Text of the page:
Full of Spam

Paul Morrone |

By Paul Morrone CFP®, CPA/PFS, MSA

If you reviewed the contents of my SPAM folder for my gmail account, you’d think I was the luckiest person in the world. In just the span of a few days, I appear to have been the beneficiary of several deceased individuals’ estates, be the rightful owner of millions of dollars of unclaimed property and even have received a gift from the Bill and Melinda Gates foundation. That’s not to mention the unbelievable ‘investment opportunity’ presented by Dr. Owusu Akoto or the generous donation from Mr. Lerynne West who graciously offered me a gift of $1.0mm. And I can certainly retire on the $18.7mm that is due to me from the Central Bank of Nigeria or the $8.0mm from the United Nations. What a week! It makes you wonder why I even come to work.

In case you are wondering, this is an actual screenshot from my spam folder during the last week of October. I haven’t edited it at all. I clear it out periodically, but not without getting a good laugh first. I must receive thousands of these types of emails on an annual basis, and I have no idea why. Fortunately, the smart people at Google have identified these incredibly fraudulent emails and directed them out of my inbox without any bother to me. The takeaway here is that I’m obviously not the luckiest person in the world (in some ways, maybe, but I’m not being showered in millions of dollars each day), and that these are very real emails that were sent by some very not-so-real sources. 

You don’t need to be a cybersecurity expert to tell that these emails are egregious attempts to garner my attention and to get me to divulge some of my personal information – ultimately to be used in a malicious identify theft scheme. Using some basic common sense should be enough for you to know that something doesn’t seem quite right. Which is good.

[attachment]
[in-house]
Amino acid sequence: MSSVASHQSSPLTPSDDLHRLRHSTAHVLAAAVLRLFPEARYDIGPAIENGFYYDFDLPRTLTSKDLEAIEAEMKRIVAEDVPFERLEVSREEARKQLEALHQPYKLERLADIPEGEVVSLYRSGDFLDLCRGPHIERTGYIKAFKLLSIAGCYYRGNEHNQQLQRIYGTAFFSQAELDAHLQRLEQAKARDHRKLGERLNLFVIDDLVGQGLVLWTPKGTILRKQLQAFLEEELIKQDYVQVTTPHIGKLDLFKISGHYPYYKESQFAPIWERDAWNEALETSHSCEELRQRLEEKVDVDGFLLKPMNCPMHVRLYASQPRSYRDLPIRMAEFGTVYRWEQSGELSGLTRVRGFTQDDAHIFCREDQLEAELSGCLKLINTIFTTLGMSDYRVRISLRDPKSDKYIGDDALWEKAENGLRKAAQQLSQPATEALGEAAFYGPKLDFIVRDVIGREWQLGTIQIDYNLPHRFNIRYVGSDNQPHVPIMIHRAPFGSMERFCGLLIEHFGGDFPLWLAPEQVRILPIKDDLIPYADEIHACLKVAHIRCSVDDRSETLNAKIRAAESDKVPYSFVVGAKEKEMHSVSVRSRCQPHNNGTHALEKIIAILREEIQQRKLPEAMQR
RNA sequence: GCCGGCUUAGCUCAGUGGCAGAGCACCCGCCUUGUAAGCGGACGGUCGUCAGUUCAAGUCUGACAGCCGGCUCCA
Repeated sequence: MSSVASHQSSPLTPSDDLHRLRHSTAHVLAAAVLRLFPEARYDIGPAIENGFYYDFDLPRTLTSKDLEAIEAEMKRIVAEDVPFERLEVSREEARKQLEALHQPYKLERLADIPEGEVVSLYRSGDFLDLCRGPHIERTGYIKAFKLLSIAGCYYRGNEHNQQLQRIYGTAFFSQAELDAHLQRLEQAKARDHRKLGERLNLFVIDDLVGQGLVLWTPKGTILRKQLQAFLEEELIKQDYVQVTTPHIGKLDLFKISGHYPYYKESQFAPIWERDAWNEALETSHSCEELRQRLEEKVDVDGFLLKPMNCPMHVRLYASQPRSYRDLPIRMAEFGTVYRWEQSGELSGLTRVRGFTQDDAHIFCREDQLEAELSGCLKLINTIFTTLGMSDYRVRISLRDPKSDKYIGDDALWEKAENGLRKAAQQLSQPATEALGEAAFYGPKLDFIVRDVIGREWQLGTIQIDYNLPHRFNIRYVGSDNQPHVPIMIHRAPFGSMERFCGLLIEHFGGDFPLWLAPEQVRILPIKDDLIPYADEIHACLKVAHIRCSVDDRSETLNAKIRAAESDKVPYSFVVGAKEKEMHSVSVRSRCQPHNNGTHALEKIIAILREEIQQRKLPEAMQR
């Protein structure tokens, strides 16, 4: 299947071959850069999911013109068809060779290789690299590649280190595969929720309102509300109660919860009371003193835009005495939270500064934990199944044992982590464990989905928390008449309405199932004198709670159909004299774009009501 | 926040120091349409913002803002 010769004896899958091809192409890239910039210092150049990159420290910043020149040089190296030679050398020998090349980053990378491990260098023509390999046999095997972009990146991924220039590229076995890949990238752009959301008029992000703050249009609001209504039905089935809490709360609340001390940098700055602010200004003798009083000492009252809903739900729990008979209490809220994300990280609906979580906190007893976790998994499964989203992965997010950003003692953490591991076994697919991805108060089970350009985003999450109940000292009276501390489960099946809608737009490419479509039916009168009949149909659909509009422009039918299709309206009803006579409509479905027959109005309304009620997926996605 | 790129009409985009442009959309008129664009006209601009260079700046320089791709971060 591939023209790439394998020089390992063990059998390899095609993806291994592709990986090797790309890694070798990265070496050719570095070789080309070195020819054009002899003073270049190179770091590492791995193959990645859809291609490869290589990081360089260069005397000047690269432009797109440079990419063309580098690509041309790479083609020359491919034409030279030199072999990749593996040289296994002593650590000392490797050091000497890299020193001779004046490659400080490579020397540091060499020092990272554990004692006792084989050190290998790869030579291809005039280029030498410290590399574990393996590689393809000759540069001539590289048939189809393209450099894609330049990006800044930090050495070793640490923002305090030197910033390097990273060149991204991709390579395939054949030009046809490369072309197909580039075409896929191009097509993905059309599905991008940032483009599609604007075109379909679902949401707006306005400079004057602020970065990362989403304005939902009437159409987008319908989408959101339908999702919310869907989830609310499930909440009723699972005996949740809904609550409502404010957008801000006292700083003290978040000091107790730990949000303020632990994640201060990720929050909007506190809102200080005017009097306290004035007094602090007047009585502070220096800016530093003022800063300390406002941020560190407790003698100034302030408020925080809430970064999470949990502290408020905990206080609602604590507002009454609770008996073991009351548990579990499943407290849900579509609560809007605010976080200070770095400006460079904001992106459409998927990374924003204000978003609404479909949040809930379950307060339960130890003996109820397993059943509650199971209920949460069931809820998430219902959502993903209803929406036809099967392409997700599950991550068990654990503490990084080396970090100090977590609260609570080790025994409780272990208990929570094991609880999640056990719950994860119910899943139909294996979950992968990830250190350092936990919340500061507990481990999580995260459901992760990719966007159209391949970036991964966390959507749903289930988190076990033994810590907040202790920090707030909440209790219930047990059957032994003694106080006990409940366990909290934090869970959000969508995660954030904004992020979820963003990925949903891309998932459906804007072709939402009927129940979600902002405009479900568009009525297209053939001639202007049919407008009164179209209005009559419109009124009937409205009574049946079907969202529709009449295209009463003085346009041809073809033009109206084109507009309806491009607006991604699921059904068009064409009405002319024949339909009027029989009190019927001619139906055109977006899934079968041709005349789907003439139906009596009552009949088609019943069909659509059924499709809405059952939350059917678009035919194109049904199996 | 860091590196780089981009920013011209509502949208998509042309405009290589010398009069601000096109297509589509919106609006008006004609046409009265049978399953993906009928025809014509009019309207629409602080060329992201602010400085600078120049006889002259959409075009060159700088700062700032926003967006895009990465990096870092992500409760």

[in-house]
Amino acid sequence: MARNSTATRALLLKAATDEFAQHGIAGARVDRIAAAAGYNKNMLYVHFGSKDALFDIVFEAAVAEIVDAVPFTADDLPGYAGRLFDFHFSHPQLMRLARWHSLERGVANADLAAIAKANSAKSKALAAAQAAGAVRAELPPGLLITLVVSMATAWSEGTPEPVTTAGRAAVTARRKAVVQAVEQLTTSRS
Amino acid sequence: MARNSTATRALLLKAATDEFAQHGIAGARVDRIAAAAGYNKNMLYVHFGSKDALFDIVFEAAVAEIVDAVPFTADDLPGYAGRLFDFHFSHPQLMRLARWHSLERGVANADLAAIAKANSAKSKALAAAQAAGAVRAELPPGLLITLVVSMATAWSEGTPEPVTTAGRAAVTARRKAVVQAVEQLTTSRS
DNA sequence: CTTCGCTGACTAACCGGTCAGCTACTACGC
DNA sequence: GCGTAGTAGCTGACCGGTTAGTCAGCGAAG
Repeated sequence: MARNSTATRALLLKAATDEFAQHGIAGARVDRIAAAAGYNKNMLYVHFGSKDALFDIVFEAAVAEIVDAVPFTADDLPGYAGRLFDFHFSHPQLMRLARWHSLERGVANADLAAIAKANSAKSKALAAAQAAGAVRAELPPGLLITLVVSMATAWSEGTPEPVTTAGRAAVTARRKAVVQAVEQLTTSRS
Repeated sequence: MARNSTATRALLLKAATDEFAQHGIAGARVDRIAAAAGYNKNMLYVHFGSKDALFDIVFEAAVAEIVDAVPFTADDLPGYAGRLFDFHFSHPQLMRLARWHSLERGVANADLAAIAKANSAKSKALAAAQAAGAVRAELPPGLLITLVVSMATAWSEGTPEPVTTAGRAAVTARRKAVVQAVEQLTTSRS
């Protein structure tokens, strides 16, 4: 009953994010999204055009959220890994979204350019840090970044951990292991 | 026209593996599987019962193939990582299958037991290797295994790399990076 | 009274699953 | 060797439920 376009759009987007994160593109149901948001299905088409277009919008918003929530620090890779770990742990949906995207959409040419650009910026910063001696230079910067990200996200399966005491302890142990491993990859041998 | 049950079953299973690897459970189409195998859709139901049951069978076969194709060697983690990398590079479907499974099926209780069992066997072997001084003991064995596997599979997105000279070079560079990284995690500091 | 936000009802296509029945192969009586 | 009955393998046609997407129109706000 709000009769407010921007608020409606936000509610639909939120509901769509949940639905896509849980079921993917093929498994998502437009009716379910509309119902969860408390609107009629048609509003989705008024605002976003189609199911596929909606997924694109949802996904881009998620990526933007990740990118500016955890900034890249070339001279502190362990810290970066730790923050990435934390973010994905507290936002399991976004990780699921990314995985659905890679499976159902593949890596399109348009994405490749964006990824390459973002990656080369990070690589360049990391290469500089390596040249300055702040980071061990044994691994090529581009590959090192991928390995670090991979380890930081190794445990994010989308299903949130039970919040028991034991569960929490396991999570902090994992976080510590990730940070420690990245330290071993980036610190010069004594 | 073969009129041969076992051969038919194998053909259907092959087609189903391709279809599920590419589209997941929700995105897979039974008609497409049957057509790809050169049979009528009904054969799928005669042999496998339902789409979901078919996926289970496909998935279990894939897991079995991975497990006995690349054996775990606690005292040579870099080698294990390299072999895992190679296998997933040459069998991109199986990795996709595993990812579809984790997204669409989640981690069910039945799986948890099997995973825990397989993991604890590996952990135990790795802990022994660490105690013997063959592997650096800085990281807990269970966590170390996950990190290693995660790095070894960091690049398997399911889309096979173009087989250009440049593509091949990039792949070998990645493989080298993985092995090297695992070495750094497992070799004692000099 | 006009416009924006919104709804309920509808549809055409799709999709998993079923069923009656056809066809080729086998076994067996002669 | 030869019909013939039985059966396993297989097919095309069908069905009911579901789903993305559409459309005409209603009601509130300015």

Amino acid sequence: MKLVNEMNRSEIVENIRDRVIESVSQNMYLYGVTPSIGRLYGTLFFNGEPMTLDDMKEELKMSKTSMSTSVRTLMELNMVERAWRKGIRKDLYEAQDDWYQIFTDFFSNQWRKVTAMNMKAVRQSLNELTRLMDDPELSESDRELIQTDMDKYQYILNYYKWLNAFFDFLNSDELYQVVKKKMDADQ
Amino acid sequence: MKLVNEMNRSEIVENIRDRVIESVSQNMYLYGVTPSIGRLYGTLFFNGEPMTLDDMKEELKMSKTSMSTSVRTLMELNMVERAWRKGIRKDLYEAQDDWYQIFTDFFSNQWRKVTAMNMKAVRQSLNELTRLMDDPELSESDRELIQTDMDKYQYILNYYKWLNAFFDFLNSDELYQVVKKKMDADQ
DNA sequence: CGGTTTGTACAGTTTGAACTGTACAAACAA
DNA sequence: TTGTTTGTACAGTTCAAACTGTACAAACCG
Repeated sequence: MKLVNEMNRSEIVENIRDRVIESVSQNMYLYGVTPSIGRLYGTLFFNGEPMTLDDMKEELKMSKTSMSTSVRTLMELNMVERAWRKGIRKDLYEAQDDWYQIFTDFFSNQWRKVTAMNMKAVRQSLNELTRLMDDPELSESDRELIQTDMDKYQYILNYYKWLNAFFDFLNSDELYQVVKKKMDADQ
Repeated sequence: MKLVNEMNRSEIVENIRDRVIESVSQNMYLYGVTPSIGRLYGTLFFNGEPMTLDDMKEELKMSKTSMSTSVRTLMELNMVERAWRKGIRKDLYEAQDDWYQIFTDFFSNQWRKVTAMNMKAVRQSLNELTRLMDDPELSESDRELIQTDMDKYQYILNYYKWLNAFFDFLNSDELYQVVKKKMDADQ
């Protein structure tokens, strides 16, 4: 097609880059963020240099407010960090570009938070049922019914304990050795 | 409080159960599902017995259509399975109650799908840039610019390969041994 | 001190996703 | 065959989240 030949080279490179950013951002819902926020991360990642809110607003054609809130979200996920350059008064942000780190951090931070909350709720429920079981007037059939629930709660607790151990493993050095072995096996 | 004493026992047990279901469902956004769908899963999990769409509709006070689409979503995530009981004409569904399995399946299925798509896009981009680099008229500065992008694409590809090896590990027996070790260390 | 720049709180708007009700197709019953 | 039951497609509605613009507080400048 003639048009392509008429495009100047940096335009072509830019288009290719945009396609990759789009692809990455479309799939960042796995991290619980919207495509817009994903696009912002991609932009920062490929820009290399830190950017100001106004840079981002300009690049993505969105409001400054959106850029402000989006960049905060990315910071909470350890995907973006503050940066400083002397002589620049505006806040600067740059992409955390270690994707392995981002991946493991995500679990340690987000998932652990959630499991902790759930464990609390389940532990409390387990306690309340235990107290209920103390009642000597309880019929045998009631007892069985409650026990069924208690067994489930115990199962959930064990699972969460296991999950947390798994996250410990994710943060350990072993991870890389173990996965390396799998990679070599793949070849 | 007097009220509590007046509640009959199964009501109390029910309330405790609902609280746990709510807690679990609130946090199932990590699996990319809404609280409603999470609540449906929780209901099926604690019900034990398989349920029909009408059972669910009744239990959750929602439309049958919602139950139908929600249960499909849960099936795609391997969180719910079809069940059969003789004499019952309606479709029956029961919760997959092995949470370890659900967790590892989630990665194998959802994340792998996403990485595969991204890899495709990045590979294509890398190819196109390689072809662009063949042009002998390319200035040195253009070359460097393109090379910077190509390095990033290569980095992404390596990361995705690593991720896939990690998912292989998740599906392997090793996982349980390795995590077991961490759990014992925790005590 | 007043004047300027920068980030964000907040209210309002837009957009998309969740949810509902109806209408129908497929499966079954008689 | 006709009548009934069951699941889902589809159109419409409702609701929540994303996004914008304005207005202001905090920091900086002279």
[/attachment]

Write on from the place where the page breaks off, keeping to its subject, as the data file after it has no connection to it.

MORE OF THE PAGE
What is not so good is that there are parties out there that are a bit smarter than David Mach, Jerry Ade, Ann Sherry, the Helpdesk at Scotiabank, BANK or ARMY OFFICER that have sent me some of these emails. And that is where the trouble lies. We’ve all heard about the fake phone calls from the IRS or Social Security Administration, which again, are clearly fake. But what about the calls, texts and emails that do look authentic but aren’t really from authorized sources?

Staying vigilant is tough, especially in a world when we’re so used to mindlessly swiping, clicking, and tapping – which has become virtually second nature. As a rule of thumb, it is always smart to really scrutinize an email – especially one that contains links or appears to be from a financial institution. Look for clues as to whether it could be a scam, including the details of the ‘from’ line (not just the name that populates, but the actual email address), proper grammar and spelling, logos and just how ‘polished’ the overall communication is. Before clicking on links, be sure that they lead to secure sites and direct you to the intended place. If your gut is telling you something is off, call the party directly using a number that is found on a publicly available source to confirm its authenticity. 

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